To find all of the objects that ObjectB manages, links are examined for all records in which the link pair is managedBy / managedObjects and the back-link attribute identifies ObjectB. The link pairs of those records provide the database identifiers of all the records (objects) that are managed by ObjectB.

The managedBy and managedObjects example uses a single-value forward link and a multivalue back link, respectively, but there is no requirement that the forward link be a single-value link. For example, distribution list membership is implemented both as a forward-link and as a back-link pair. The back-link objects would be the objects that store the isMemberOfDl attribute. The forward-link member attribute is a multivalue attribute, which allows a user to be a member of more than one distribution list. The back link must always be a multivalue link because it is impossible to restrict who creates links to various objects.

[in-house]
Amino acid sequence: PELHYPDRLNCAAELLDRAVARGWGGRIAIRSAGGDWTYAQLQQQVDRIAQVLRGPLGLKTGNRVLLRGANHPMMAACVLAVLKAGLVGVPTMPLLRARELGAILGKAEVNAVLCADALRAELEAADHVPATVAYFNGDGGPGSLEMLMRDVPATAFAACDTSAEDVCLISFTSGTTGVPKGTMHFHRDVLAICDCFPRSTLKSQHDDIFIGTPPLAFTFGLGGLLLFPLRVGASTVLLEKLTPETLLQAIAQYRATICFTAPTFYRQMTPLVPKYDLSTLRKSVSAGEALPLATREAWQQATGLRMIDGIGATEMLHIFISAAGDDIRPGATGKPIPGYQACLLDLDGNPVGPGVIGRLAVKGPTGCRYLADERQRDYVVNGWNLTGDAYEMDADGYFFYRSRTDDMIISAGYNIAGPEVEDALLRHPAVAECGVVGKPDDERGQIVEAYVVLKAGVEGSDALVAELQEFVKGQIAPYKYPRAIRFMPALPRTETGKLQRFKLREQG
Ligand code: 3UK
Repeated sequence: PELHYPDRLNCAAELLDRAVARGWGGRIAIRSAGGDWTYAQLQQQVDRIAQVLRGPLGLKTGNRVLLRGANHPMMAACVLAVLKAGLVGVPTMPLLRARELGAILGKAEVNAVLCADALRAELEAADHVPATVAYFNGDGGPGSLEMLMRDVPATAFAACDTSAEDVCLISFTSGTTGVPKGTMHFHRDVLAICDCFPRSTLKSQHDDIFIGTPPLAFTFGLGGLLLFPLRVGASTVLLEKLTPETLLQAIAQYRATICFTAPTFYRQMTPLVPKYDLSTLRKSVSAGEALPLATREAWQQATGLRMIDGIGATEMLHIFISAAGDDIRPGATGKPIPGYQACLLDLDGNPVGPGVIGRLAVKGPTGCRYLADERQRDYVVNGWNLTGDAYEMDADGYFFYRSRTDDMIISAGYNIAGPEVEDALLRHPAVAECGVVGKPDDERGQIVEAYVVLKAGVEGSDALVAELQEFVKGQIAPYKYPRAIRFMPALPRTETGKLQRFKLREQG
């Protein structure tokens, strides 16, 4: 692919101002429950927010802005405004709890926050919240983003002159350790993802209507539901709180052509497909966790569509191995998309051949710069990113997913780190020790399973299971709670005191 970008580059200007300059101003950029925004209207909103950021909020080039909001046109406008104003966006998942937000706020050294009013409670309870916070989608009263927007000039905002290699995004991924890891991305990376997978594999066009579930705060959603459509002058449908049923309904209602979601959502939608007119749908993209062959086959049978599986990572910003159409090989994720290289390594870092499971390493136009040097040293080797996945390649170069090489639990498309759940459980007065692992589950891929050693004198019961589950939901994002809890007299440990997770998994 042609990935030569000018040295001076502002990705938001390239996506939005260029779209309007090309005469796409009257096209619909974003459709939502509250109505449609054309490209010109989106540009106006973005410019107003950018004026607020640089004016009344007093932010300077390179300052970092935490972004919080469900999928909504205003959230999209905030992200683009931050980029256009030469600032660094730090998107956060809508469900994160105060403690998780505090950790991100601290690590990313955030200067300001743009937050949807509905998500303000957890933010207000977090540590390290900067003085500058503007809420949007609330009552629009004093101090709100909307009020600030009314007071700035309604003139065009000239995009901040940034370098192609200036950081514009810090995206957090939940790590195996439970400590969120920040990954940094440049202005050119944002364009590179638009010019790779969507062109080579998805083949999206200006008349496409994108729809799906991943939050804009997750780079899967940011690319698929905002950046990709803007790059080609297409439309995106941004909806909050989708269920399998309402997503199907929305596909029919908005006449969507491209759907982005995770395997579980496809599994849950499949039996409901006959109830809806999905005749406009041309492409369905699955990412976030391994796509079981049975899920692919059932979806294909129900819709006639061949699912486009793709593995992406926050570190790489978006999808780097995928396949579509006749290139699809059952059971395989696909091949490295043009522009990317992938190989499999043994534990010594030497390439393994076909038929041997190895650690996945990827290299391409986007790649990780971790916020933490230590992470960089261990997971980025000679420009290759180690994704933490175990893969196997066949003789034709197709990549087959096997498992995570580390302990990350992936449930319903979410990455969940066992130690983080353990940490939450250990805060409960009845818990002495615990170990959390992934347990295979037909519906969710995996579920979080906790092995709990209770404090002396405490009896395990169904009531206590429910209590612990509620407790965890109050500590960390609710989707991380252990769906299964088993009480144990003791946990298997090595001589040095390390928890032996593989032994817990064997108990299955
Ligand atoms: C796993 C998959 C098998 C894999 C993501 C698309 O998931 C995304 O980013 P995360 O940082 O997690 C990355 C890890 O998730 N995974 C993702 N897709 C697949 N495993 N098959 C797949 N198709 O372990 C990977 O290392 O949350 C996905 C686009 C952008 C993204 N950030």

Table 2.8 shows link values for an object (ObjectB) that is the manager of several other objects (ObjectA, ObjectC, and ObjectD). The distribution list (DL1) is an example of an object that has several objects as members.

Table   2.8 Example of Forward-Link and Back-Link Values

Linked object

Back-linked object

Link pair



















When an object that is linked is deleted, all of its linked attribute values are deleted. In the preceding example, if ObjectA were deleted, the managedObjects multivalue attribute on ObjectB would suddenly (and with no change to any replication-related metadata) lose a value. Similarly, if ObjectB were deleted, the value of the managedBy attribute on ObjectA would suddenly be blank. Nothing about the object changes in either case, except that the attribute value is gone.

When you request the value of a back link on a particular object (for example, "What objects are managed by ObjectB?"), the system searches for all objects whose corresponding forward link names the original object (that is, "What objects have ObjectB as the value in their managedBy attribute?"). The results of that search and, hence, the apparent contents of the back-link attribute, depend on the LDAP port to which the client is bound; that is, the results can differ, depending on whether the client binds to the local domain (LDAP port 389) or the Global Catalog (LDAP port 3268).